But what if you need to go during the day, when you’re out in the middle of the desert? In the middle of the desert, however fancy your tour is, you will not find a sit-down toilet. In fact, you might be greeted with a vista like this:

moroccosaharaguide_emptydesert

This is not a good place to go to the toilet.

Don’t panic; the Sahara is not a homogeneous landscape. Sooner or later you’ll find a scene more like this:

moroccosaharaguide_shadyspot

This is a much better spot. Shade, privacy and a nice gradient too.

Well, maybe not total privacy…

moroccosaharaguide_camel

Once any curious camels have moved on, you’ll want to prepare your toilet roll.

moroccosaharaguide_holdinglooroll

Sticks can provide a convenient toilet roll holder. Sand is pretty useful too, as it makes it easier to dig yourself a hollow in preparation.

moroccosaharaguide_looroll

You’ll want to face uphill, so your waste travels away from you. When you’re done, the ideal thing is to burn your used toilet paper. If this isn’t possible, you’ll want to bury it fairly deep so no one else finds it. This is quite easy with soft sand, especially if you already did some digging in preparation. You can also buy small folding spades to help you dig your wilderness hole, there are plenty of good options available on Amazon*. Although in the desert, you can easily dig enough of a hole by scrapping sand aside with your shoe. 

moroccosaharaguide_done

You might even have one of these little guys to help with the clean up…

moroccosaharaguide_dungbeetle



Morocco is a fascinatingly exotic land, just a stone’s throw from Europe. Whether you’re trekking through the Sahara, exploring the markets or relaxing at a hammam, be reassured that the toilets shouldn’t cause you any problems. Enjoy your adventure!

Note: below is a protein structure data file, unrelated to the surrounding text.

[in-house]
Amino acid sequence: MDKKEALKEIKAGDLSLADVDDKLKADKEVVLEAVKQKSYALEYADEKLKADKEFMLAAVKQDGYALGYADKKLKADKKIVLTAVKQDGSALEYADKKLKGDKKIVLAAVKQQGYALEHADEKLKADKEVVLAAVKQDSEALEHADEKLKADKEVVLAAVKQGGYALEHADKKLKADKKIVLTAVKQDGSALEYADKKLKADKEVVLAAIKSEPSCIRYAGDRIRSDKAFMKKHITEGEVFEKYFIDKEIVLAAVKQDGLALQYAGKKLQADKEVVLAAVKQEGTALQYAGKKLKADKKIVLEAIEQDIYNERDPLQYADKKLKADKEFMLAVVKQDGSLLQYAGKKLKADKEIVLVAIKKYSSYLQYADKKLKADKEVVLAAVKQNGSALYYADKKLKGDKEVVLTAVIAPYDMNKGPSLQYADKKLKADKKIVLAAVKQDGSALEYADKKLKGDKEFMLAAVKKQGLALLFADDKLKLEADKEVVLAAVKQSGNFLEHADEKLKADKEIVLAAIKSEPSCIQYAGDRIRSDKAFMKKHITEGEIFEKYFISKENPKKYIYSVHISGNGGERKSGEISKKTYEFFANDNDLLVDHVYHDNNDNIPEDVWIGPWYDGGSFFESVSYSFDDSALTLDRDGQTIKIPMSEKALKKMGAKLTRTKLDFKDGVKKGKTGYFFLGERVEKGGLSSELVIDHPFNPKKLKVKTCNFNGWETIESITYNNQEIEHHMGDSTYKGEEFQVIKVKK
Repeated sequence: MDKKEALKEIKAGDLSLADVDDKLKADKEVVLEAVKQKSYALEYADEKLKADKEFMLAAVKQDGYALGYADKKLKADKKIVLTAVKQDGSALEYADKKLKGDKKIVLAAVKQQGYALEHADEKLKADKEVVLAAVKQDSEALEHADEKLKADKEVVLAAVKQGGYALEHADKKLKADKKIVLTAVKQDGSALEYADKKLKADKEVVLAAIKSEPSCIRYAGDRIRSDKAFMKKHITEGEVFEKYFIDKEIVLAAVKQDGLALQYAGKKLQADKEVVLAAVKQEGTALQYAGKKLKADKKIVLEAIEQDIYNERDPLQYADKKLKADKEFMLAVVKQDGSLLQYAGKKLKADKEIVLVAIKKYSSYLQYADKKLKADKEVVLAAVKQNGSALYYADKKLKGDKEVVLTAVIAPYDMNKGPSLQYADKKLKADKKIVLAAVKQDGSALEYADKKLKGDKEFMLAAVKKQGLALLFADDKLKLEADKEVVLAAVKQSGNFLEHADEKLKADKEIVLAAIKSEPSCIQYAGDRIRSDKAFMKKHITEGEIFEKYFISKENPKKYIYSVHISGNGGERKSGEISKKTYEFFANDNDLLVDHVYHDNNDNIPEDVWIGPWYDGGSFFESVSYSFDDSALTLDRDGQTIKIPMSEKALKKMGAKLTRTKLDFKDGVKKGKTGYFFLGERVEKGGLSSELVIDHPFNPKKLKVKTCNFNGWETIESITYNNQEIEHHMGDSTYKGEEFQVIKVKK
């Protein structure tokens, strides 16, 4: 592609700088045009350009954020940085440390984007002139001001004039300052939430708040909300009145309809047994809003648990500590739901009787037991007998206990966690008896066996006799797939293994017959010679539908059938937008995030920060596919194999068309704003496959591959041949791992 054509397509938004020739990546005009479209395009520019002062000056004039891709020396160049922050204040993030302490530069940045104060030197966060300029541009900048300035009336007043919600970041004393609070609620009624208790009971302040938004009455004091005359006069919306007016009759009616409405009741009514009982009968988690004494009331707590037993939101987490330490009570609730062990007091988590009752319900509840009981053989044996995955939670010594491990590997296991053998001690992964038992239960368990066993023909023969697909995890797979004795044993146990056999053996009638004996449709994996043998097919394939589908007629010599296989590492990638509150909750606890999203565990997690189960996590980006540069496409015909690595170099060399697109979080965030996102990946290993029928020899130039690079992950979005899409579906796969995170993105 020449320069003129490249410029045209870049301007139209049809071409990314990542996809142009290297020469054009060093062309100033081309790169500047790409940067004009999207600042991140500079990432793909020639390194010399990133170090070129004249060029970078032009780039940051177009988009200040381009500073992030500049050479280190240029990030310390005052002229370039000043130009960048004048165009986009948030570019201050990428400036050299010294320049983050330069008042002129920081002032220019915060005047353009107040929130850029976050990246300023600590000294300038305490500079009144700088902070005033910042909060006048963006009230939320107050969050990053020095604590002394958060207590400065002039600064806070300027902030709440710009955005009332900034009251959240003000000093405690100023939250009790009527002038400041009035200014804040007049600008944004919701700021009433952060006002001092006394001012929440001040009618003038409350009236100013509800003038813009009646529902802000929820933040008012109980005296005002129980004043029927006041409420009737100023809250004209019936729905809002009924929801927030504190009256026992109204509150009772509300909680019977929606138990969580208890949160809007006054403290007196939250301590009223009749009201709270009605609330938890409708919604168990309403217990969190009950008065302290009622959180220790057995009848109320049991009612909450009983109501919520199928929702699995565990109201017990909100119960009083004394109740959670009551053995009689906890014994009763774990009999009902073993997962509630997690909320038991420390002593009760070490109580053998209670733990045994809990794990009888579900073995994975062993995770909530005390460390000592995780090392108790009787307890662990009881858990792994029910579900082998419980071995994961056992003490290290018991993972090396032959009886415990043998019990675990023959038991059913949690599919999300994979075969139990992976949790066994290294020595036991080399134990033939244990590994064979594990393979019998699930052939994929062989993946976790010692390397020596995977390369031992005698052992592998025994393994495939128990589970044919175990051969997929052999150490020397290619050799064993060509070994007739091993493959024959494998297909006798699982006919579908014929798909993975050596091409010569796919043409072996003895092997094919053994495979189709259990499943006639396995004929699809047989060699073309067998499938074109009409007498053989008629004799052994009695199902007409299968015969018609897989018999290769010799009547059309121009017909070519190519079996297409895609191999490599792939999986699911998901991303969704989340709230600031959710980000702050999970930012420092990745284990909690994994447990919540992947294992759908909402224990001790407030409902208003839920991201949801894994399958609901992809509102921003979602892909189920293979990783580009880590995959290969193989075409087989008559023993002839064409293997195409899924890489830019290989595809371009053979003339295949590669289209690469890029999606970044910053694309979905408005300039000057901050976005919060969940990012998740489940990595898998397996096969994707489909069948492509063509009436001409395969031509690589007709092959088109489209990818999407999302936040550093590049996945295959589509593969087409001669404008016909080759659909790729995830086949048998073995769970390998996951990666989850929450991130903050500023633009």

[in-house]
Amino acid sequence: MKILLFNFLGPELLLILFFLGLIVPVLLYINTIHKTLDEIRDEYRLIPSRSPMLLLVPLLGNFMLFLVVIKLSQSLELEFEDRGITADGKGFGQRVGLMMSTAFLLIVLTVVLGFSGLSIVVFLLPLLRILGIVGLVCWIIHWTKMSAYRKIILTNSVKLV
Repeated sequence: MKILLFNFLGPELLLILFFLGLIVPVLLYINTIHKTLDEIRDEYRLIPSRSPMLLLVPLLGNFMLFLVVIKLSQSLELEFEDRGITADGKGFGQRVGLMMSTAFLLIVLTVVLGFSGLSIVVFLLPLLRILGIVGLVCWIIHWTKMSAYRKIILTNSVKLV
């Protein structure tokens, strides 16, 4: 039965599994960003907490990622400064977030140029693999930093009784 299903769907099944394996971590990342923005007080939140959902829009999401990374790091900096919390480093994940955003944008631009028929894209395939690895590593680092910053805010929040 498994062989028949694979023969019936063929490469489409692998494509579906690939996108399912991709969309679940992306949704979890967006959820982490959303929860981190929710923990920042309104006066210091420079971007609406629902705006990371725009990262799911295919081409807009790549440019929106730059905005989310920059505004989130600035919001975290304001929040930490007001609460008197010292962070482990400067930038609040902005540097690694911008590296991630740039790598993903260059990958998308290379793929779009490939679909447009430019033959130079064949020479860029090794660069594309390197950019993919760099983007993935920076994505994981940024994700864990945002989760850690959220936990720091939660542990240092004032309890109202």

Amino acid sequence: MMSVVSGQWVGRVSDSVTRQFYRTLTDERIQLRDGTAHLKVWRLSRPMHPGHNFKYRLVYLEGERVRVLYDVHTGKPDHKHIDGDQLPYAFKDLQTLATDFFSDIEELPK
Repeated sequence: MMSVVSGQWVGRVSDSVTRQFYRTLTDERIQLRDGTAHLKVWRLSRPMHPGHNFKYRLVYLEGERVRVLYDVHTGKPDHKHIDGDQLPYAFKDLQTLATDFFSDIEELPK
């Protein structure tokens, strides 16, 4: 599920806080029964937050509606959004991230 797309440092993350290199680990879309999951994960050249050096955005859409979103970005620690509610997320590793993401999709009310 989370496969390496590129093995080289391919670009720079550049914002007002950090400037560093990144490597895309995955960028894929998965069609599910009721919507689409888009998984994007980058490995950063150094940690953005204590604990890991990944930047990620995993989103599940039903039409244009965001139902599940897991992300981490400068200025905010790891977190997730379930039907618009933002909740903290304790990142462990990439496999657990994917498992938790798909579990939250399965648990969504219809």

moroccoguide_stars

All photos in this article were provided by Mark Leaver and if you haven’t already, you should definitely go check out more of his excellent work (including more lovely Morocco pics) at www.mdleaver.com!



*This is an affiliate link. If you buy anything on Amazon after following this link, we’ll receive a small commission at no extra cost to yourself. Thank you for supporting the blog!

Toilet guide: Latin America

Standard

If you’ve travelled through Asia or Africa, you’ll most likely be pleasantly surprised by the toilet quality in Latin America. Western style sit-down toilets are most definitely the norm in this part of the world, unless you get properly off the beaten track. I travelled across 10 countries in Latin America, and along the way I encountered exactly 1 squat toilet, compared to hundreds of white throne toilets.

Quick guide:

  • Western style, flushing sit down toilets are very common pretty much everywhere.
  • Few of these toilets can flush toilet paper – you’ll need to throw used toilet paper in the bin.
  • You’ll also need to provide your own toilet paper basically everywhere; have a roll in your day pack.
  • Buses in South America have toilets on board. Wonderful, sit down flushing toilets.
  • Buses in Central America do not have toilets, but they’re super interesting.
  • Minivans link common traveller destinations in Central America and they make regular toilet stops.

Accommodation

Honestly, you don’t have a lot to worry about here. If you plan to stay in budget places, you’ll need to bring your own toilet paper and soap, but all the guest houses and hostels I stayed at had respectable western style toilet facilities (except for one homestay – more on that later!) Whether I was in a village in the Andes or a lodge in the middle of the Amazon rainforest, the toilets were honestly fine. Okay, I did find a bat in the shower of my rainforest bathroom, but he was totally friendly. The more you pay, the better the facilities will be.


On the road – South America

southamericaguide_deathroad